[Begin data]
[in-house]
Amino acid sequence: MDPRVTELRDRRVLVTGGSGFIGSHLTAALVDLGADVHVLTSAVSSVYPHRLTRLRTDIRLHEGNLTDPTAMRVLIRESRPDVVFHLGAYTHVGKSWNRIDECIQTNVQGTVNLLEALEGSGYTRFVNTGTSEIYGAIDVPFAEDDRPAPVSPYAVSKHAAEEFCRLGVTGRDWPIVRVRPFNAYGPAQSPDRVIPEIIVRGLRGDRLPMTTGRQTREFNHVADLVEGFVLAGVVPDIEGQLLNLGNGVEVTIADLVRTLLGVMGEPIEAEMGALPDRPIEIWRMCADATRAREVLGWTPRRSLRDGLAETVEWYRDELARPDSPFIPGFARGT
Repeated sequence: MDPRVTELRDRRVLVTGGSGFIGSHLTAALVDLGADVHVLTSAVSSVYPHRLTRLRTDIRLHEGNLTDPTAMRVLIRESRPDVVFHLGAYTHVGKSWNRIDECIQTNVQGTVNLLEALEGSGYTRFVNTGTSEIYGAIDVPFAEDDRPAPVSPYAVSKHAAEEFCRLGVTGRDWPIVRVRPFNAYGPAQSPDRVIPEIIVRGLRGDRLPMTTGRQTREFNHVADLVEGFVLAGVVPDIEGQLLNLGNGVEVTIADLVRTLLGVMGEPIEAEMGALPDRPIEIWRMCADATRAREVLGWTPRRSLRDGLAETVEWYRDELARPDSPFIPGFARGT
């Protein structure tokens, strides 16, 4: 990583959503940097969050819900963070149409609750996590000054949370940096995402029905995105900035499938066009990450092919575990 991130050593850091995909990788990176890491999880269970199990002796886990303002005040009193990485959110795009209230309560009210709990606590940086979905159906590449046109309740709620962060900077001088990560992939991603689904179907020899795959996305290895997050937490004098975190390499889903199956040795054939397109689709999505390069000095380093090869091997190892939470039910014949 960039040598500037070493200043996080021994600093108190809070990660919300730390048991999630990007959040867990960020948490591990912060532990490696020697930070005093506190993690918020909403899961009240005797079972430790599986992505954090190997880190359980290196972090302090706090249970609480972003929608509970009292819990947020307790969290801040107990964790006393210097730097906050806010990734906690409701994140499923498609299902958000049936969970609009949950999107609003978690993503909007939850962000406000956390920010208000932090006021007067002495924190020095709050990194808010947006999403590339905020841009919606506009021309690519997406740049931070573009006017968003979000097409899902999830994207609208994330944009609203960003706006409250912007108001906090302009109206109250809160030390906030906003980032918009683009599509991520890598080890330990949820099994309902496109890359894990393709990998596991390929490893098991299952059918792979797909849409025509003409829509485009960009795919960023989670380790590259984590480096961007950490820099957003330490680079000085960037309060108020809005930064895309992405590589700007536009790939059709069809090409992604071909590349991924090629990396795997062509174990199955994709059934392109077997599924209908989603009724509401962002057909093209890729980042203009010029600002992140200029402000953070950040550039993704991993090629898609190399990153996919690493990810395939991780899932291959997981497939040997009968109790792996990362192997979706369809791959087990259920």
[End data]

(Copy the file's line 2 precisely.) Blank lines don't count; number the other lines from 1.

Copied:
Amino acid sequence: MDPRVTELRDRRVLVTGGSGFIGSHLTAALVDLGADVHVLTSAVSSVYPHRLTRLRTDIRLHEGNLTDPTAMRVLIRESRPDVVFHLGAYTHVGKSWNRIDECIQTNVQGTVNLLEALEGSGYTRFVNTGTSEIYGAIDVPFAEDDRPAPVSPYAVSKHAAEEFCRLGVTGRDWPIVRVRPFNAYGPAQSPDRVIPEIIVRGLRGDRLPMTTGRQTREFNHVADLVEGFVLAGVVPDIEGQLLNLGNGVEVTIADLVRTLLGVMGEPIEAEMGALPDRPIEIWRMCADATRAREVLGWTPRRSLRDGLAETVEWYRDELARPDSPFIPGFARGT